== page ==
}
  return result;
}

function getInstances(entities){
  var instances = &#91;&#93;;
  for(var entityK in entities){
    var entity = entities&#91;entityK&#93;;
    for(var i = 0 ; i < entity.instances.length ; i++){
      var tDetails = entity.instances&#91;i&#93;;
      instances.push({id:entityK,
	    offset: tDetails.offset,
	    length:tDetails.length,
	    exact:tDetails.exact,
	    detail:entity.resolutions&#91;0&#93;,
	    category: entity._type});
    }
  }
  return instances;
}

function sortInstances(instances){
  return instances.sort(function(a,b){
      return b.offset - a.offset;}); //DECR offset
}&#91;/sourcecode&#93;

We then get a list of sorted instances, ready to be used for annotating the text and displaying on the map in the <strong>createTextAndMarkers</strong> function.
<h3>Using the data</h3>
<a href="https://gvlt.files.wordpress.com/2008/10/picture-1.png"><img class="aligncenter size-full wp-image-146" title="Financial meltdown" src="https://gvlt.files.wordpress.com/2008/10/picture-1.png?w=500" alt="" width="500" height="349" /></a>

The next step inside function <strong>createTextAndMarkers</strong> is to go through all the instances (now sorted by decreasing offset) to check that the current instance has geographic coordinates. If not, the instance is just ignored. Then I create a marker and annotate the text with a link, that, when clicked, will center on the marker and popup the complete name of the identified place. The marker is setup so that a click on it also opens this popup. To make it easy, in the <strong>createFeatureWithMarker</strong> function, instead of a plain <strong>OpenLayers.Marker</strong>, an <strong>OpenLayers.Feature</strong> is used. This is basically a marker with data and instructions on how to present this data in a popup. Different icons are used for each type of place (city, province/state, country). Finally, the text is presented to the user and the extent of the map is changed in the <strong>updateZoom</strong> function to the smallest extent that makes all markers visible at once. If there is only one marker, since the Calais Web Service does not return an indication of scale, the zoom is reset to the whole earth.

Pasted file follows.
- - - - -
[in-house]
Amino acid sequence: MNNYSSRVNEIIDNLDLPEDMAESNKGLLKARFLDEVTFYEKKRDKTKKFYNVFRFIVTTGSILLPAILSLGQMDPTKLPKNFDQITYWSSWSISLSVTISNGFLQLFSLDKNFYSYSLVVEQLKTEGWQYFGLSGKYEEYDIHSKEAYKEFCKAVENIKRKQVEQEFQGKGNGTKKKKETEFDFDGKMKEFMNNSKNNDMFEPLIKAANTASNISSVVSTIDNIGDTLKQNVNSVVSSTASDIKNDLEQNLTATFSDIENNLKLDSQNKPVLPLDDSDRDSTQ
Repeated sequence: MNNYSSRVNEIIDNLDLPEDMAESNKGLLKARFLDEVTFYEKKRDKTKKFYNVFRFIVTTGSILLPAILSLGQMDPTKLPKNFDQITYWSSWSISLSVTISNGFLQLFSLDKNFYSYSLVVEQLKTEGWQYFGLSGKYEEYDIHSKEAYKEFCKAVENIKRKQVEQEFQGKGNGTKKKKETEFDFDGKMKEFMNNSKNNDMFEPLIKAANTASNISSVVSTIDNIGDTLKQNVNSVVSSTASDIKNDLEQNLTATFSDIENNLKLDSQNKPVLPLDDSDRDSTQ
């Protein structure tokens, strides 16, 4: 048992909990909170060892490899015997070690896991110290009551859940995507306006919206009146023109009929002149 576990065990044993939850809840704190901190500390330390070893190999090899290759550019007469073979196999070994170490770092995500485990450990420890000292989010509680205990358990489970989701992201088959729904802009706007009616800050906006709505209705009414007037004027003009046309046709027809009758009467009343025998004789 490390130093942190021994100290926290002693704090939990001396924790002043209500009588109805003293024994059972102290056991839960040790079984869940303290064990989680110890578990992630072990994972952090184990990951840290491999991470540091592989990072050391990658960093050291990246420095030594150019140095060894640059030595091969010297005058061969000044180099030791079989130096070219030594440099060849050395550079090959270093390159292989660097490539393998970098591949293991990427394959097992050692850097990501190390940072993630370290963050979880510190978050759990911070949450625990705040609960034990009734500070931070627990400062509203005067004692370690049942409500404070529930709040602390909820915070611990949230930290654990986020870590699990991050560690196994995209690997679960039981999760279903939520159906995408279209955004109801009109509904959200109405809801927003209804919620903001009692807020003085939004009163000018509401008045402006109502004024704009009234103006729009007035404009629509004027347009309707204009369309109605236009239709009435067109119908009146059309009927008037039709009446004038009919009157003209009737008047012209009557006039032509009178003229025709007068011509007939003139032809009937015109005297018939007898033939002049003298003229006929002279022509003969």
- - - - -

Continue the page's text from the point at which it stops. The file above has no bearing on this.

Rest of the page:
function createTextAndMarkers(text,sInstances){
  var icons = createIcons();
  for(var i = 0 ; i < sInstances.length ; i++){

     var instance = sInstances&#91;i&#93;;
     if(instance.detail && instance.detail.longitude != undefined){
       text = text.substr(0,instance.offset) +
	     '<a href="javascript:zoomOnAndPopup(\'' + instance.id +'\')">' +
	     instance.exact + '</a>' +
	     text.substr(instance.offset + instance.length);
       if(!featureMap[instance.id]){
	     var feature =
	       createFeatureWithMarker(instance.detail.longitude,
				   instance.detail.latitude,
				   instance.detail.name,
				   icons[instance.category].clone());
	     markerLayer.addMarker(feature.marker);
	     featureMap[instance.id] = feature;
       }
     }
  }
  $("resultText").innerHTML =  "<" + "p class='ptop'>" +
    text.replace(/\n+/g,"</" + "p><" + "p>") + "</" + "p>";
  updateZoom();
}

function createIcons(){
  var iconSize =  new OpenLayers.Size(20,20);
  var iconOffset = new OpenLayers.Pixel(-(iconSize.w/2), -iconSize.h);
  return {Country: new OpenLayers.Icon("img/marker.png",iconSize,iconOffset),
      City : new OpenLayers.Icon("img/marker-blue.png",iconSize,iconOffset),
      ProvinceOrState : new OpenLayers.Icon("img/marker-gold.png",iconSize,iconOffset)
      };
}

function zoomOnAndPopup(id){
  var feature = featureMap[id];
  map.setCenter(feature.lonlat);
  displayPopup(feature);
}

function createFeatureWithMarker(lon,lat,info,icon){
  var lonlat = new OpenLayers.LonLat(lon,lat);
  var contentHTML = "<" + "div class='info' >" +
    info.split(",").join('<' + 'br/>') + "</" + "div>";
  var config = {popupContentHTML : contentHTML,
		icon:icon, popupSize : new OpenLayers.Size(250, 40)};